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Like with vectors, there are fundamental operations we can perform on matrices that enable the linear transformations needed for linear algebra. We can again both multiply entire matrices by a scalar value, as well as add or subtract matrices with equal shapes.

$2 \begin{bmatrix} a_{1} & b_{1} \\ a_{2} & b_{2} \end{bmatrix} + 3 \begin{bmatrix} c_{1} & d_{1} \\ c_{2} & d_{2} \end{bmatrix} = \begin{bmatrix} 2a_{1} + 3c_{1} & 2b_{1} + 3d_{1} \\ 2a_{2} + 3c_{2} & 2b_{2} + 3d_{2} \end{bmatrix}$

A new and important operation we can now perform is matrix multiplication. Matrix multiplication works by computing the dot product between each row of the first matrix and each column of the second matrix. For example, in computing AB = C, element (1,2) of the matrix product C will be the dot product of row 1 of matrix A and column 2 of matrix B. The animation to the right walks through the multiplication of two matrices showing the dot product between each row and column.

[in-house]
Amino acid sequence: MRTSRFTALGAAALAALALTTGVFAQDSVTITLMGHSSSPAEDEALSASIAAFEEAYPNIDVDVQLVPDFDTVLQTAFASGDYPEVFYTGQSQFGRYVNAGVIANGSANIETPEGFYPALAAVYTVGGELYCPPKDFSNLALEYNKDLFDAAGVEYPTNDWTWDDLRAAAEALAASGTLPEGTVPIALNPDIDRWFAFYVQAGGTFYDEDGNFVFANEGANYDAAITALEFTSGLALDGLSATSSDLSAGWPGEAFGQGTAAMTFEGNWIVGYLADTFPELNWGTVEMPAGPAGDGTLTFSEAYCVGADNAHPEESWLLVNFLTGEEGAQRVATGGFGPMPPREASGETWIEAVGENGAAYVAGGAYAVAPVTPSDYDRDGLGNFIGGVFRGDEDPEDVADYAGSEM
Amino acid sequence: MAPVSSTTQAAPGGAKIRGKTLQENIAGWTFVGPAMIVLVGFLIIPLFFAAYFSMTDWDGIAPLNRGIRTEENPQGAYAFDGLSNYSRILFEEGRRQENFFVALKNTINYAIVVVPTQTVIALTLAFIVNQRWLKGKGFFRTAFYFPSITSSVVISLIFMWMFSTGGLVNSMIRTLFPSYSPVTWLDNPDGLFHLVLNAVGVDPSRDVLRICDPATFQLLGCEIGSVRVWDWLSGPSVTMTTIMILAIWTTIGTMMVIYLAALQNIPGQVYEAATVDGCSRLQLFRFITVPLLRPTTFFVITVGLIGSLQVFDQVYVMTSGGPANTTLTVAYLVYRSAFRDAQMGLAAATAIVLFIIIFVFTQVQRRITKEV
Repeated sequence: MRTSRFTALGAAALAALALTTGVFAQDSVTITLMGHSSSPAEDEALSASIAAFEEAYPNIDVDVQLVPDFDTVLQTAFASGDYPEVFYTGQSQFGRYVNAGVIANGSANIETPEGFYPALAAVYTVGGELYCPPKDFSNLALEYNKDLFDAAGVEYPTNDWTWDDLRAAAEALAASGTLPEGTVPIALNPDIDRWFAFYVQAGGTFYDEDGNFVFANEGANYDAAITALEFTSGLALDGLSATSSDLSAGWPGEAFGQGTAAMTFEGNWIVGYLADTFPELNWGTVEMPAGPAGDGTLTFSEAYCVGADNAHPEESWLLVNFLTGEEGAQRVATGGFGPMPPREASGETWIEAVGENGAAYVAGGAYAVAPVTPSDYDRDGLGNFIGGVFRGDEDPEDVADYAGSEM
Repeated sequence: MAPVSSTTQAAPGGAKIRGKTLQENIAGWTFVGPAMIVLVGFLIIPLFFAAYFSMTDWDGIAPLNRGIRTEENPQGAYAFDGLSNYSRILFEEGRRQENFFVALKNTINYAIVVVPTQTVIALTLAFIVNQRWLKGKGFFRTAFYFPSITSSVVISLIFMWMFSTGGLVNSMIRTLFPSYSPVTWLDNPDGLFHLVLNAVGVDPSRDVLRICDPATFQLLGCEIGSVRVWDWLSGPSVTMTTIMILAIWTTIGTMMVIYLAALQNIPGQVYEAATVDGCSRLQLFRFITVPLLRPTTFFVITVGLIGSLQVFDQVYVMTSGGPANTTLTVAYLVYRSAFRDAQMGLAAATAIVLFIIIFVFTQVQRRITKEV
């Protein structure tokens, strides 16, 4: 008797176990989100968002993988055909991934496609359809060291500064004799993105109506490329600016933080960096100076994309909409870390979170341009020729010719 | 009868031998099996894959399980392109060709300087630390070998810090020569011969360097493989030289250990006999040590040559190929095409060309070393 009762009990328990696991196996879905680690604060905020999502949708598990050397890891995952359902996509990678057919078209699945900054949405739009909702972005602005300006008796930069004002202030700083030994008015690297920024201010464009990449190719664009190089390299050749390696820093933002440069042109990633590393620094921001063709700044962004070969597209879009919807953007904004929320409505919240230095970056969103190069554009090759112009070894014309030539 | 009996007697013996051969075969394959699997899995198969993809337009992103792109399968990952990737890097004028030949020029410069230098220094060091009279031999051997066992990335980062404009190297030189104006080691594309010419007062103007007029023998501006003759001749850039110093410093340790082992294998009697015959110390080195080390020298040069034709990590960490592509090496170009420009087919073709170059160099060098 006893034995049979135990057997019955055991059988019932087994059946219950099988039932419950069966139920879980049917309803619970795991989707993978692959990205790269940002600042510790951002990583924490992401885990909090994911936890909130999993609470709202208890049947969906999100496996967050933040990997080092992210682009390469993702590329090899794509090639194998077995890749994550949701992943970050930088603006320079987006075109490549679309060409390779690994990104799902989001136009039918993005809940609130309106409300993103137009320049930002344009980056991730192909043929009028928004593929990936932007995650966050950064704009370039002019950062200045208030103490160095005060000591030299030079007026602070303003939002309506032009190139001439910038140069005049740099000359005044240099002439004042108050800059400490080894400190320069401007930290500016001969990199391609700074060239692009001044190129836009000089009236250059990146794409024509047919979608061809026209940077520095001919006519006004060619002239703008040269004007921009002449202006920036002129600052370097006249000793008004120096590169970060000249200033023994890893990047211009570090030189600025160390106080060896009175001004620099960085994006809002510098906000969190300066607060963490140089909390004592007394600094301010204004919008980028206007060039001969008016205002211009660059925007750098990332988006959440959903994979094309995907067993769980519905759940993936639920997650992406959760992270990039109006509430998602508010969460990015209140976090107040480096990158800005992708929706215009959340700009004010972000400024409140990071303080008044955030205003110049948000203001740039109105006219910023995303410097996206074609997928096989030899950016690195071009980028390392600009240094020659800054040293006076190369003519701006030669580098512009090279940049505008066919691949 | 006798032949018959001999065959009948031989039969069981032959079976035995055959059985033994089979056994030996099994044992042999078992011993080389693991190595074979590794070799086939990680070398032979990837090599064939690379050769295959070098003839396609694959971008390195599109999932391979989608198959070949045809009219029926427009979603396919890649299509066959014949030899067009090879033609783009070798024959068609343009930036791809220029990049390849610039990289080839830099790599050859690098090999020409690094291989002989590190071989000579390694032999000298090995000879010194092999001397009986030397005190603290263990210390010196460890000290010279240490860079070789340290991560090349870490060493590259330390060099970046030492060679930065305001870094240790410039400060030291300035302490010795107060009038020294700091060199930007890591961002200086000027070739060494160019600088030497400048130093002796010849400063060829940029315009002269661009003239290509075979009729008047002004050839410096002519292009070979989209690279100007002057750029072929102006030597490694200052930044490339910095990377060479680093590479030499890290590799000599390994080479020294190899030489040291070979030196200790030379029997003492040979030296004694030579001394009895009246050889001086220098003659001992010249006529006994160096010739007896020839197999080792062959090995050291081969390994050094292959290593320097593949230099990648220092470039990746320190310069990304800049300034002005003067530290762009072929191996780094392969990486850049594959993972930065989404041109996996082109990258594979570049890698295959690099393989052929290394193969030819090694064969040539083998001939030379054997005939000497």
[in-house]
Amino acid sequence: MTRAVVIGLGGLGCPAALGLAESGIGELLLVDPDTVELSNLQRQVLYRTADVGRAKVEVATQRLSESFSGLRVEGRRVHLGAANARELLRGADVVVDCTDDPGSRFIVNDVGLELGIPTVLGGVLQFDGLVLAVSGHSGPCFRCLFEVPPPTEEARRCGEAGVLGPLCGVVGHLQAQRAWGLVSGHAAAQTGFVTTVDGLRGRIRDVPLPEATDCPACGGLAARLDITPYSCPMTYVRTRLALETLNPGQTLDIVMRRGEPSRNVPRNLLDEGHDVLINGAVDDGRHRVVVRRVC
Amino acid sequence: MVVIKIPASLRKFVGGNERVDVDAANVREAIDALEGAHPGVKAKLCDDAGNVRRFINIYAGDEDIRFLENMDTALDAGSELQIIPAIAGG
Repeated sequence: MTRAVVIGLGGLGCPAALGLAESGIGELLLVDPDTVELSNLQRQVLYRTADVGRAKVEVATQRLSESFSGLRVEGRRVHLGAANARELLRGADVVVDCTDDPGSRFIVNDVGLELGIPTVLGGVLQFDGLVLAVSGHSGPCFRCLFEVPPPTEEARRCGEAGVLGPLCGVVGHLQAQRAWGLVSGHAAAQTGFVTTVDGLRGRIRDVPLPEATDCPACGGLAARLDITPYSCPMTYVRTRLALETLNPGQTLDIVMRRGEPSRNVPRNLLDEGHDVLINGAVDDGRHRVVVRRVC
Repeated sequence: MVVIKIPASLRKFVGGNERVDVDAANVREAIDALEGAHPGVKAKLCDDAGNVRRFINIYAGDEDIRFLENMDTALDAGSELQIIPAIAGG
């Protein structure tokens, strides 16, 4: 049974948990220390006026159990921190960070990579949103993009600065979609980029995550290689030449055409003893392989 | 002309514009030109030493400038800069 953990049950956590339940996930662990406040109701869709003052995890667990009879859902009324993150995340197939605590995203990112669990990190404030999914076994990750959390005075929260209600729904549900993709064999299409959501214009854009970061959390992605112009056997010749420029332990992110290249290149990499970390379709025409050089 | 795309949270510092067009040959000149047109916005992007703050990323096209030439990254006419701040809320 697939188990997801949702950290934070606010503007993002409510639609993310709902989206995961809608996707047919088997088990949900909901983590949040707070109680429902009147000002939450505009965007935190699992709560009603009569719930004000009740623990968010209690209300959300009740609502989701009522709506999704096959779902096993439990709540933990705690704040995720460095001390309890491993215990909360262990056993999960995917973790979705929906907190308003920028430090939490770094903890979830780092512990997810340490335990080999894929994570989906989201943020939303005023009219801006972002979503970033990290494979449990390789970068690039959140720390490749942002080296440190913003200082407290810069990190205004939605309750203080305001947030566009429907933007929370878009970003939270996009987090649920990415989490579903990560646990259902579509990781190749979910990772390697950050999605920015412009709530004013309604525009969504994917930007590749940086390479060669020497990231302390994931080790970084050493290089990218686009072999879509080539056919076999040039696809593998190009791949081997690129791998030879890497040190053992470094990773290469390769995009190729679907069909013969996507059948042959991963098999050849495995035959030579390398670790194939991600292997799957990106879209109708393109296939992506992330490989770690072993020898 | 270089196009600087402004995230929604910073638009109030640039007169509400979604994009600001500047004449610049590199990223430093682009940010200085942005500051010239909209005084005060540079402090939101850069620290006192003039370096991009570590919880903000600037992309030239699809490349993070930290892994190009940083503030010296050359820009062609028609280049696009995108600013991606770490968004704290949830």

An important rule about matrix multiplication is that the shapes of the two matrices AB must be such that the number of columns in A is equal to the number of rows in B. With this condition satisfied, the resulting matrix product will be the shape of rowsA x columnsB. For example, in the animation to the right, the product of a 2x3 matrix and a 3x2 matrix ends up being a 2x2 matrix.

Based on how we compute the product matrix with dot products and the importance of having correctly shaped matrices, we can see that matrix multiplication is not commutative, AB BA. However, we can also see that matrix multiplication is associative, A(BC) = (AB)C.

### Instructions

Here are some optional matrix algebra practice questions!

$\begin{bmatrix} 1 & 6 \\ 3 & 2 \end{bmatrix} + \begin{bmatrix} 2 & 1 \\ 5 & 6 \end{bmatrix}$

Scalar Multiplication Practice Question

$2 \cdot \begin{bmatrix} 3 & 5 \\ -2 & 12 \end{bmatrix}$
$\begin{bmatrix} 1 & 6 \\ 3 & 2 \end{bmatrix} \cdot \begin{bmatrix} 2 & 1 \\ 5 & 6 \end{bmatrix}$